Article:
In responding to a comment on an earlier post from a troll who almost tempted me into my first flame war in 20 years, I was tempted instead back to YouTube by the siren-song of Marina Orlova, sexy geek philologist of my dreams. Her fantastically popular YouTube channel is as lively and, I submit, as prurient as ever, and watching the Russian knockout discuss the AK-47 is an experience from which, quite frankly, I may never recover. The fact that I can also watch it in Russian only enhances the experience.
Is her discussion of this classic firearm complex or illuminating from a historical perspective? That’s not what it’s about, kids, but you’d be ill-advised to think it’s just about a sexy chick handling an assault rifle. What I love about this video is not, or not just, that those eyes of Orlova’s are limpid pools into which I could dive with a Kalashnikov strapped to my back, and when I crawled out gasping and struggling six hours later, the mutha would still fire. No, what I find so charming here is the Russian pride Marina displays, which glows from her the way it does whenever Marina’s countrypeople discuss the AK.
The reason is that the AK-47 is more than just a rifle. It was a weapon invented for patriotic reasons in a time when Mother Russia was facing a very real threat. Its practicality, ruggedness and reliability made it a symbol to Russians struggling in the early years of the Cold War, and its success is a testament to its design. The Soviet Union licensed the weapon to many manufacturers in other countries, utilizing it as the standard small arm for revolutionists worldwide receiving aid from the Eastern Bloc. The result is that there are reportedly over 100 million AK-47s worldwide, making it standard issue for governments and outlaws alike just throughout the third world and elsewhere. Subsequent weapons were based on the same design including the AK-74 and the AK-101. It’s probably the most successful military rifle design of all time.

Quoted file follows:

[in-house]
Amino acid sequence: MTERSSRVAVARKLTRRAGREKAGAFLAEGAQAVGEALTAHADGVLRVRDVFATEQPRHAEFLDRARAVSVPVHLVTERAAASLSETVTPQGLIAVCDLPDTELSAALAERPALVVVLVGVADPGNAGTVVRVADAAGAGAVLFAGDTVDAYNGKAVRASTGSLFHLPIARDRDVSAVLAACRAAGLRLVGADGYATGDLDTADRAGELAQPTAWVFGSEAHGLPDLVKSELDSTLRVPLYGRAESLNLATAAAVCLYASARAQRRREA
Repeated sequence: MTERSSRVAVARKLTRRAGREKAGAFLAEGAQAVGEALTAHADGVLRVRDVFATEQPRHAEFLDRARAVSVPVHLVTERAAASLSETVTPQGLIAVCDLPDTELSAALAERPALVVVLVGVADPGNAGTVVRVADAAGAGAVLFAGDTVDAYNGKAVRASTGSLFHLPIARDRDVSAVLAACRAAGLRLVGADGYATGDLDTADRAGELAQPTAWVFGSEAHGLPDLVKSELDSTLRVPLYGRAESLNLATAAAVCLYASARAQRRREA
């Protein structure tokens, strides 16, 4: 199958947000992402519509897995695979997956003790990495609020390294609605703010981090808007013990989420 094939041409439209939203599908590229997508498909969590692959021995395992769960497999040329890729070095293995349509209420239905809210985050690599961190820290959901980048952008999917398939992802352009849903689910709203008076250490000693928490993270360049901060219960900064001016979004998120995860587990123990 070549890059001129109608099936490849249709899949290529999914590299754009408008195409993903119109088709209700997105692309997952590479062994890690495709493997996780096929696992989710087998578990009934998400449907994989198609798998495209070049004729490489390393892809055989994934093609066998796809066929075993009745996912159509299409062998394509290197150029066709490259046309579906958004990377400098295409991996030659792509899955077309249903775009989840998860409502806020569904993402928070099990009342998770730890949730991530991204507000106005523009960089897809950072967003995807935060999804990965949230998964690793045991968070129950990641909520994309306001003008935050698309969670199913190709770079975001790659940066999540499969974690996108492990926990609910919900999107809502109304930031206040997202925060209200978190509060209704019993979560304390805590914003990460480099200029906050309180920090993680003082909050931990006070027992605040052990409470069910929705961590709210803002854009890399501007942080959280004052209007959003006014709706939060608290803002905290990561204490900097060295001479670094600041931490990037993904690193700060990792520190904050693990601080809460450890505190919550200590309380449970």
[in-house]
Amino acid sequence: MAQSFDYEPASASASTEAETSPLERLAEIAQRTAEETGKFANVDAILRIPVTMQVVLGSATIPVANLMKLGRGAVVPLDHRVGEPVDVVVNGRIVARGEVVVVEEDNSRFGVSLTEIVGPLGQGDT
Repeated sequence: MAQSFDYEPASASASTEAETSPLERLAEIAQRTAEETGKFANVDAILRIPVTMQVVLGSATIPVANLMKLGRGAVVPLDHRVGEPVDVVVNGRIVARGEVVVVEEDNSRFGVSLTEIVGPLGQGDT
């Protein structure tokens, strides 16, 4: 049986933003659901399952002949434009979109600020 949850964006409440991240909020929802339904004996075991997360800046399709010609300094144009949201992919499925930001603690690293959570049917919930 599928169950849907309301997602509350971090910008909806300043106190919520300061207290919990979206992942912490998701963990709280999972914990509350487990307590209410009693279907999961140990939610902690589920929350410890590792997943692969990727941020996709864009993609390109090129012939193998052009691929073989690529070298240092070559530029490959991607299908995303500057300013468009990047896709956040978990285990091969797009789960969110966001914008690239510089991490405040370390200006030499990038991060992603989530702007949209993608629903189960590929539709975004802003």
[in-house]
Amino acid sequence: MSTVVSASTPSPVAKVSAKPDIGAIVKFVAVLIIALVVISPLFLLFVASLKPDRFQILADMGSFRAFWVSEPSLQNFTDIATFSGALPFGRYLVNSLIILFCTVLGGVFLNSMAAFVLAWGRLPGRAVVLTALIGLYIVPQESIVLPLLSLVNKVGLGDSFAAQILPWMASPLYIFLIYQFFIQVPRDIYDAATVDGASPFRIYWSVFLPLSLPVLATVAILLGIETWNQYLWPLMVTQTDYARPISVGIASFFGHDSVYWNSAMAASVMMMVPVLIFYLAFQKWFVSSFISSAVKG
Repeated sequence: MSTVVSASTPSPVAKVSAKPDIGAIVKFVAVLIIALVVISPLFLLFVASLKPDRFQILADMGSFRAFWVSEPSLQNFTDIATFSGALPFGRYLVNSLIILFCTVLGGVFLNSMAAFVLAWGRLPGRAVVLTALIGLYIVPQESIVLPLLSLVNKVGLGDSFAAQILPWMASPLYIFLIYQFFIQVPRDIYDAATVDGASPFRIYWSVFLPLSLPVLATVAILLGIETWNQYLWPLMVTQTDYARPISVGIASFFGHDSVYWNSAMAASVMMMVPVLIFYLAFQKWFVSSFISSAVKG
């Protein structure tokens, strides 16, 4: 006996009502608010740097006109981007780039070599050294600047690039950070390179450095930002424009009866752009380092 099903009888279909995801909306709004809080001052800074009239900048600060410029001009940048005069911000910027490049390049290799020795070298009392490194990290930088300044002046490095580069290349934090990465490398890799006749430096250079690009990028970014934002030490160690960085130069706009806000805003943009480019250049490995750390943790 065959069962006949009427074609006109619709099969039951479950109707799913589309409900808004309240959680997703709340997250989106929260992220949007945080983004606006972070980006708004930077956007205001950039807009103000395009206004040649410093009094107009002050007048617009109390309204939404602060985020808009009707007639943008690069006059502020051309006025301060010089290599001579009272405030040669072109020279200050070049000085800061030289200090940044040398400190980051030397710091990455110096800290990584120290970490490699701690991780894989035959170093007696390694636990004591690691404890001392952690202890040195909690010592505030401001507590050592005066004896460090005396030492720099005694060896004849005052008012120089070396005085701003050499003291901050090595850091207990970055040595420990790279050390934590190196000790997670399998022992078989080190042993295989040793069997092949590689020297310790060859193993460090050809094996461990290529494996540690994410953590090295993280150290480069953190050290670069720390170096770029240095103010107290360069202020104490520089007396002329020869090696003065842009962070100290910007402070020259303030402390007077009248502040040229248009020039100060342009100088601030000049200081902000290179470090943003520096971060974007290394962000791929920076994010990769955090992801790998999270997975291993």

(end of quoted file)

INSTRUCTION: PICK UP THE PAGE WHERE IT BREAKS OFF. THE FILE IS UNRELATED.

For 45 years, the US and the Soviet Union used the third world as their battleground, with the AK-47 one of the principal instruments of death. General Kalashnikov, to his credit, later said, as Orlova points out in her video: “I’m proud of my invention, but I’m sad that it is used by terrorists… I would prefer to have invented a machine that people could use and that would help farmers with their work – for example a lawnmower.” An interesting article in Philosophy Now asserts that scientists like Kalashnikov should refuse to do weapons research in peacetime — but 1946, from a Soviet perspective, was far from peacetime. If you’re an American, like me, I expect you might argue it was Russian ambition in Europe, the Third World and the Far East that presaged the Cold War, but the Soviets made the same argument about the Allies.
Kalashnikov, incidentally, is still very much alive, receives a state pension and licenses his name for an umbrella and knife manufacturer in Germany and for a vodka manufacturer, of which he is the chairman. He recieves no royalties on the AK-47 or subsequent weapons on that design.
What does all this have to do with philology? I’m not sure I know. But I’m quite sure I don’t care.